Accessibility has become particularly important because of the explosive growth in on-line information and interactive services provided on the web: online banking and shopping, dealing with government and public services, communication with distant relatives... If web accessibility is not achieved, many people are at risk of being partially or totally excluded from society.
Efforts to make websites accessible result in a better user experience for all, not just for users with disabilities. Simple changes that make sites easier to use bring huge improvements for everyone, and economic gains for businesses as they can reach a larger customer base.
Web accessibility is not just a question of technical standards and of web architecture and design. It is not a concern for web developers only, but also a question of political will and of moral obligation now enshrined in the United Nations Convention on the Rights of Persons with Disabilities (UNCRPD). Article 9 of the Convention requires that appropriate measures are taken to ensure access for persons with disabilities, on equal basis with others, to inter alia information and communication technologies, including the Internet.
A new momentum for web accessibility is provided by the ratification of the convention by the EU in December 2010, the adoption of Web Content Accessibility Guidelines 2.0 (WCAG 2.0, learn more about it thanks to its theme song), the finalisation of the work on standardization mandate 376 to incorporate accessibility in public ICT procurements, and the European Commission's proposal for a Directive on the accessibility of the public sector bodies' websites.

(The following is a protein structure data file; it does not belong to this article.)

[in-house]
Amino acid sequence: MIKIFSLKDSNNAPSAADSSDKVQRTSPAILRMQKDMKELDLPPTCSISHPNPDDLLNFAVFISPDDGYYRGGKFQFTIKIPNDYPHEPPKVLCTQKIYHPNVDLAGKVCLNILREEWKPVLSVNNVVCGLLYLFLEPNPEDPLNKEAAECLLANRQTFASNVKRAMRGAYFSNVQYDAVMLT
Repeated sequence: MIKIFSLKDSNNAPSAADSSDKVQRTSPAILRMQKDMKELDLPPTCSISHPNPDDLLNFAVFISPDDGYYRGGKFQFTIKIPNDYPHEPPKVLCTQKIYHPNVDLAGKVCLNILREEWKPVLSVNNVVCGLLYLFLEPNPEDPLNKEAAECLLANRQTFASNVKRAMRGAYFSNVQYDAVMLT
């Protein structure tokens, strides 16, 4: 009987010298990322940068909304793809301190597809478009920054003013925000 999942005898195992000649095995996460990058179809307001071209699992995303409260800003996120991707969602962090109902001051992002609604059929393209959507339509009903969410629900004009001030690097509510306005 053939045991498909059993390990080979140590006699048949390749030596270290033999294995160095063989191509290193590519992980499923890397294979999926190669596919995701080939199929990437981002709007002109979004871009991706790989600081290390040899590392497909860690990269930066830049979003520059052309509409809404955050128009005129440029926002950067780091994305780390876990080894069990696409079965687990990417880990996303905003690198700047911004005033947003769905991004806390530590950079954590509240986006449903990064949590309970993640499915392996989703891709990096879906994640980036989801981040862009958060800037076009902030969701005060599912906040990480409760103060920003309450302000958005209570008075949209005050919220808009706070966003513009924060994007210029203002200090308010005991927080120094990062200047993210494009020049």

The Commission is providing financial support to research on web accessibility and accessible technology, and to the deployment of solutions through its RTD programmes.
One such project is WAI-ACT, a Cooperation Framework for Guidance on Advanced Technologies, Evaluation Methodologies, and Research Agenda Setting to Support eAccessibility. The project seeks to address critical areas of advanced accessibility support through activities that build upon the strengths of both past web accessibility work and harmonize existing work. In addition, it aims at helping shape a research agenda in coordination with key stakeholders in Europe and internationally.
Many national authorities in Europe are committed to the accessibility of public websites and most Member States have introduced guidelines or regulation based on WCAG 2.0, and consequently the level of accessibility of the government websites is much higher than that of private sites.
The actual accessibility however is still low. For instance, the latest report (2011) from the "Monitoring eAccessibility in Europe" (MeAC) study estimates that only one third of the content generated by public authorities across the EU is accessible. The study also reveals a fragmented and slow adoption of WCAG 2.0 across the EU.
On 3rd December 2012 the European Commission adopted a proposal for a Directive on the accessibility of the public sector bodies' websites. The proposal will forerun and complement the European Accessibility Act that the Commission is preparing.
In addition to action 64, the Commission's eGovernment Action Plan 2011-2015 calls for the development of services designed around user needs and ensuring inclusiveness and accessibility.
The Commission is committed to setting an example of good practice in Web accessibility. Since January 2010, all new EUROPA websites have been created in compliance with WCAG 2.0, level AA success criteria. Additionally, the Information Providers Guide details the accessibility requirements that everyone who develops and publishes material for EUROPA websites has to conform with.